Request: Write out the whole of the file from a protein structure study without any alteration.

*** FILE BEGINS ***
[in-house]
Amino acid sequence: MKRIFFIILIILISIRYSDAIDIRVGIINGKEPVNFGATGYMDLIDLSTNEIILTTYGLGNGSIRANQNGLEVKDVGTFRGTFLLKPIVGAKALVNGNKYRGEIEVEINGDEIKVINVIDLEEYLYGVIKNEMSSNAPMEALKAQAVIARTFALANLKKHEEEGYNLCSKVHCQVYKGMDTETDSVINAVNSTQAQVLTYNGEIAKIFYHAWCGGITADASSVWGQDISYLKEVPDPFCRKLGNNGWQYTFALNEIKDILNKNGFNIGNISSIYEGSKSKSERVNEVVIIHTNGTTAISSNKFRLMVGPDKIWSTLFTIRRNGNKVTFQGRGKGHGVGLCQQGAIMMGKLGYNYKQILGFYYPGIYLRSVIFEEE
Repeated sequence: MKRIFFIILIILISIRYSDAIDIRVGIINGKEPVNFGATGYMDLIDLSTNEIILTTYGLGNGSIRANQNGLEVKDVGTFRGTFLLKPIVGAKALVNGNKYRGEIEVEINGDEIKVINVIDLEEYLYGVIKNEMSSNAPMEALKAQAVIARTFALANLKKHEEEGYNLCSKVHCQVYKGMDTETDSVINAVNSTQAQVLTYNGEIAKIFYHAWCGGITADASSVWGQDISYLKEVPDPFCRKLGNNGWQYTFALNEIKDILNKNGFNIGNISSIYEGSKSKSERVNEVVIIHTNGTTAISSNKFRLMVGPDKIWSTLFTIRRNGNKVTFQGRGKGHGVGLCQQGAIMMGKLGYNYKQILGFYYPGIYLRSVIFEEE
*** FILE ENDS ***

[in-house]
Amino acid sequence: MKRIFFIILIILISIRYSDAIDIRVGIINGKEPVNFGATGYMDLIDLSTNEIILTTYGLGNGSIRANQNGLEVKDVGTFRGTFLLKPIVGAKALVNGNKYRGEIEVEINGDEIKVINVIDLEEYLYGVIKNEMSSNAPMEALKAQAVIARTFALANLKKHEEEGYNLCSKVHCQVYKGMDTETDSVINAVNSTQAQVLTYNGEIAKIFYHAWCGGITADASSVWGQDISYLKEVPDPFCRKLGNNGWQYTFALNEIKDILNKNGFNIGNISSIYEGSKSKSERVNEVVIIHTNGTTAISSNKFRLMVGPDKIWSTLFTIRRNGNKVTFQGRGKGHGVGLCQQGAIMMGKLGYNYKQILGFYYPGIYLRSVIFEEE
Repeated sequence: MKRIFFIILIILISIRYSDAIDIRVGIINGKEPVNFGATGYMDLIDLSTNEIILTTYGLGNGSIRANQNGLEVKDVGTFRGTFLLKPIVGAKALVNGNKYRGEIEVEINGDEIKVINVIDLEEYLYGVIKNEMSSNAPMEALKAQAVIARTFALANLKKHEEEGYNLCSKVHCQVYKGMDTETDSVINAVNSTQAQVLTYNGEIAKIFYHAWCGGITADASSVWGQDISYLKEVPDPFCRKLGNNGWQYTFALNEIKDILNKNGFNIGNISSIYEGSKSKSERVNEVVIIHTNGTTAISSNKFRLMVGPDKIWSTLFTIRRNGNKVTFQGRGKGHGVGLCQQGAIMMGKLGYNYKQILGFYYPGIYLRSVIFEEE